At this point, the ALJ must evaluate medical and other evidence to determine the claimant's “residual functional capacity” (“RFC”). This is an assessment of work-related activities that the claimant can perform on a regular and continuing basis, despite any limitations imposed by her impairments. 20 C.F.R. §§ 404.1520(e), 404.1545(b)-(c), 416.920(e), 416.945(b)-(c). At the fourth step, the ALJ determines whether the claimant can perform “past relevant work.” Yuckert, 482 U.S. at 141; 20 C.F.R. §§ 404.1520(e), 416.920(e). If the claimant can perform past relevant work, he is not disabled; if he cannot, the burden shifts to the Commissioner. Yuckert, 482 U.S. at 146 n.5. At step five, the Commissioner must establish that the claimant can perform other work that exists in significant numbers in the national economy. Id. at 142; 20 C.F.R. §§ 404.1520(e) & (f), 416.920(e) & (f). If the Commissioner meets this burden, the claimant is not disabled. 20 C.F.R. §§ 404.1566, 416.966.

         C. Drug Addiction and Alcoholism Analysis

         If the record includes evidence of drug abuse or alcoholism (“DAA”), the ALJ must determine whether, absent substance abuse, the claimant would still be disabled under the Act. 42 U.S.C. §§ 423(d)(2)(C), 1382c(a)(3)(J); 20 C.F.R. §§ 404.1535(a), 416.935(a); Sousa v. Callahan, 143 F.3d 1240, 1242 (9th Cir. 1998). First, the ALJ must determine that medical evidence from an acceptable medical source establishes the existence of a substance use disorder. Social Security Regulation (“SSR”) 13-2p, 2013 WL 621536, at *4 (Feb. 20, 2013). Next, considering all the claimant's impairments, including substance use, the ALJ must determine if the claimant is disabled under the Act. Parra v. Astrue, 481 F.3d 742, 747 (9th Cir. 2007).

         The ALJ must then determine if DAA is a contributing factor material to the determination of disability. 20 C.F.R. §§ 404.1535(a), 416.935(a). The relevant inquiry is whether the claimant would still be deemed disabled if he were to “stop using drugs or alcohol.” Id. §§ 404.1535(b)(1), 916.935(b)(1). The determination is made by evaluating “which of [claimant's] current physical and mental limitations . . . would remain if [claimant] stopped using drugs or alcohol and then determin[ing] whether any or all of [claimant's] remaining limitations would be disabling.” Id. §§ 404.1535(b)(2), 416.935(b)(2). The ALJ thus performs a second five-step sequential evaluation, to determine if the claimant would still be disabled under the Act absent substance use. Bustamante v. Massanari, 262 F.3d 949, 955 (9th Cir. 2001).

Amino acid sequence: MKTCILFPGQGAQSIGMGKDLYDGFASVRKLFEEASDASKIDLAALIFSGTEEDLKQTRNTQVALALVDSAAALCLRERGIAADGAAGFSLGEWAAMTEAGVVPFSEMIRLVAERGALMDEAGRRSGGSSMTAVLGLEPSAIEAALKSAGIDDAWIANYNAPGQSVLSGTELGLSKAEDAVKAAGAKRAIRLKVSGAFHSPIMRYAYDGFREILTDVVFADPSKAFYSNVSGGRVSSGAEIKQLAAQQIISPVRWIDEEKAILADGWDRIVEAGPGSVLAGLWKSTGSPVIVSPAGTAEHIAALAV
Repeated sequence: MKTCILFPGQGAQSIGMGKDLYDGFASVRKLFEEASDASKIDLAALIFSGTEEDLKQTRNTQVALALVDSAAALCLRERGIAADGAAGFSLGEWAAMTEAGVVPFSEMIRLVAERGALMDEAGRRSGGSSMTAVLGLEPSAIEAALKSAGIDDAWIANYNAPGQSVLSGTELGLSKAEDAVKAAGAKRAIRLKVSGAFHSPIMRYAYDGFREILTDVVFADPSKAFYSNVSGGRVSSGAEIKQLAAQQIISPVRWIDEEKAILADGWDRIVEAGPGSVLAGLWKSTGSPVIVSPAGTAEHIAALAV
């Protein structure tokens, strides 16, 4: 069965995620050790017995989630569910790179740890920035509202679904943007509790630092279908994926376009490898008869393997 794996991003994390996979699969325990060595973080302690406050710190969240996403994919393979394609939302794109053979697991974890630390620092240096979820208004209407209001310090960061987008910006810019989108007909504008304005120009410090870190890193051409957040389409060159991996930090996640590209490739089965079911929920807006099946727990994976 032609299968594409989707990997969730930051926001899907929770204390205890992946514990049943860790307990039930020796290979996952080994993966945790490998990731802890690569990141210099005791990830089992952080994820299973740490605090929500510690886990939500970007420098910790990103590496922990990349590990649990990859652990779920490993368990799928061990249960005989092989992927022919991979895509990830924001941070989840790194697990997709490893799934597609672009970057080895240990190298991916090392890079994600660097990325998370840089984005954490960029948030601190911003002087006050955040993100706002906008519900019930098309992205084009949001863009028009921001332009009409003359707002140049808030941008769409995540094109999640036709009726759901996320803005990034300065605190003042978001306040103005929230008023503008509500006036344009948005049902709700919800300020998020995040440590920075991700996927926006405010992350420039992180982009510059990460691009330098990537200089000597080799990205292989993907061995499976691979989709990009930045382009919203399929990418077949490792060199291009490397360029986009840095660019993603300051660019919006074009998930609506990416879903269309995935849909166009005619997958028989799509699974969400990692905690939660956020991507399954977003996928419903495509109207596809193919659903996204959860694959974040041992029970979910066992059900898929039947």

THE ALJ'S DECISION

         The ALJ first found that plaintiff meets the insured status requirements of the Act through December 31, 2017. Tr. 19. At step one, the ALJ found that plaintiff had not engaged in substantial gainful activity since the alleged disability onset date. Id. At step two, the ALJ found that plaintiff had the severe impairments of bipolar disorder and methamphetamine dependence. Id. The ALJ thus conducted the initial five-step sequential analysis considering all plaintiff's impairments, including substance use. At step three, the ALJ found that plaintiff did not have an impairment or combination thereof that met or medically equaled a listed impairment. Id. The ALJ found that plaintiff had the RFC to perform work at all exertional levels, limited to simple, entry-level work, with no transactional public interaction; plaintiff also had marked limitations in completing a normal workday or workweek without interruptions from psychological symptoms, and in performing at a consistent pace without unreasonable rest breaks. Tr. 21. At step four, the ALJ found plaintiff unable to perform past relevant work. Id. At step five, the ALJ found that there were no jobs that exist in significant numbers in the national economy that plaintiff could perform. Tr. 22.

         The ALJ then conducted the DAA analysis, the second five-step sequence that considered plaintiff's limitations assuming she stopped substance use. Tr. 23. The ALJ determined that plaintiff would continue to have the severe impairment of bipolar disorder. Id. Plaintiff would not meet or equal a listed impairment. Id. Plaintiff would have the RFC to perform work at all exertional levels, but would remain limited to simple, entry-level work, with no transactional public interaction. Tr. 24. In so finding, the ALJ discounted the opinions of treating counselor Aspen Sartoris, M.A., QMHP, LPC, and treating primary care physician Barbara Esselink, M.D. Tr. 35. The ALJ found that plaintiff would continue to be unable to perform past relevant work. Tr. 36. However, plaintiff would be able to perform jobs that exist in significant numbers in the economy, including laundry worker II and garment sorter. Id. Plaintiff's substance use disorder was thus a ‚Äúcontributing factor ...